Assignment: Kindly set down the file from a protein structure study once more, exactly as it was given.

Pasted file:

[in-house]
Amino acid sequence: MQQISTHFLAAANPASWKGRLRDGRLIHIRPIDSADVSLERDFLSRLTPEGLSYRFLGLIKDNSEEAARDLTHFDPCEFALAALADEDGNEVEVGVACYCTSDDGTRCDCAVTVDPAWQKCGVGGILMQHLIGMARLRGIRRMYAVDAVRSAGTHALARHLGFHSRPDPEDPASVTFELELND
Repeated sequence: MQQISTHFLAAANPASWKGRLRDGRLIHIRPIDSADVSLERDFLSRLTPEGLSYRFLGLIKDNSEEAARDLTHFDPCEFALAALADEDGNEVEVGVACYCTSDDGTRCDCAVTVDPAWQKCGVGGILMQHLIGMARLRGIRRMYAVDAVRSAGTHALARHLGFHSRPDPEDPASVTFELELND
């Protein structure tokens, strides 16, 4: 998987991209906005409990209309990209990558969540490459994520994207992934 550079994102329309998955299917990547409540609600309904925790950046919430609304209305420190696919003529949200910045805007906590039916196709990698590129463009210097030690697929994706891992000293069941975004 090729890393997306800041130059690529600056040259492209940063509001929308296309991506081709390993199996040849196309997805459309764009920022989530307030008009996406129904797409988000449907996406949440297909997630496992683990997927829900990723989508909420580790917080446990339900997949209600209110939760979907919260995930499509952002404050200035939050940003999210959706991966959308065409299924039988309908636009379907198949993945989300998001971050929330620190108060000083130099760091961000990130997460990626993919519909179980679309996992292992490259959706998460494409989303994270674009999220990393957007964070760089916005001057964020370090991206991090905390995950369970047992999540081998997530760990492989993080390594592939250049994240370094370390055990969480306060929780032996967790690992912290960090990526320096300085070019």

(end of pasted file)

[in-house]
Amino acid sequence: MQQISTHFLAAANPASWKGRLRDGRLIHIRPIDSADVSLERDFLSRLTPEGLSYRFLGLIKDNSEEAARDLTHFDPCEFALAALADEDGNEVEVGVACYCTSDDGTRCDCAVTVDPAWQKCGVGGILMQHLIGMARLRGIRRMYAVDAVRSAGTHALARHLGFHSRPDPEDPASVTFELELND
Repeated sequence: MQQISTHFLAAANPASWKGRLRDGRLIHIRPIDSADVSLERDFLSRLTPEGLSYRFLGLIKDNSEEAARDLTHFDPCEFALAALADEDGNEVEVGVACYCTSDDGTRCDCAVTVDPAWQKCGVGGILMQHLIGMARLRGIRRMYAVDAVRSAGTHALARHLGFHSRPDPEDPASVTFELELND
């Protein structure tokens, strides 16, 4: 998987991209906005409990209309990209990558969540490459994520994207992934 550079994102329309998955299917990547409540609600309904925790950046919430609304209305420190696919003529949200910045805007906590039916196709990698590129463009210097030690697929994706891992000293069941975004 090729890393997306800041130059690529600056040259492209940063509001929308296309991506081709390993199996040849196309997805459309764009920022989530307030008009996406129904797409988000449907996406949440297909997630496992683990997927829900990723989508909420580790917080446990339900997949209600209110939760979907919260995930499509952002404050200035939050940003999210959706991966959308065409299924039988309908636009379907198949993945989300998001971050929330620190108060000083130099760091961000990130997460990626993919519909179980679309996992292992490259959706998460494409989303994270674009999220990393957007964070760089916005001057964020370090991206991090905390995950369970047992999540081998997530760990492989993080390594592939250049994240370094370390055990969480306060929780032996967790690992912290960090990526320096300085070019």